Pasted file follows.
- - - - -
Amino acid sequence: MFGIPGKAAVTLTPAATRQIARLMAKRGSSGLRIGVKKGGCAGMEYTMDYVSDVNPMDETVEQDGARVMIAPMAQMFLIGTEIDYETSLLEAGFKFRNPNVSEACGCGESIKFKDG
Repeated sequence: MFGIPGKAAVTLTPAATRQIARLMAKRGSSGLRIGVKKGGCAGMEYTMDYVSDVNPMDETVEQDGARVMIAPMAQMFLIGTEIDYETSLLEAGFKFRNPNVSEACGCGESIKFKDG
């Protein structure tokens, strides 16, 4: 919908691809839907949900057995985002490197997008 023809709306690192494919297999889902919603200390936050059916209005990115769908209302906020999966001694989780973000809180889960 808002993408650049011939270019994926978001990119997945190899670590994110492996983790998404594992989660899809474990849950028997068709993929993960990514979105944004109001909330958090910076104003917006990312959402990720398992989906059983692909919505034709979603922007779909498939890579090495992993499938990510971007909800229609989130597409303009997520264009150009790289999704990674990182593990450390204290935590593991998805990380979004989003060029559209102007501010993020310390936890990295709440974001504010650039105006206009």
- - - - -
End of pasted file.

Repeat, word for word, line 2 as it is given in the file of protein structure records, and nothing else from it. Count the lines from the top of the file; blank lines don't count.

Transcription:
Repeated sequence: MFGIPGKAAVTLTPAATRQIARLMAKRGSSGLRIGVKKGGCAGMEYTMDYVSDVNPMDETVEQDGARVMIAPMAQMFLIGTEIDYETSLLEAGFKFRNPNVSEACGCGESIKFKDG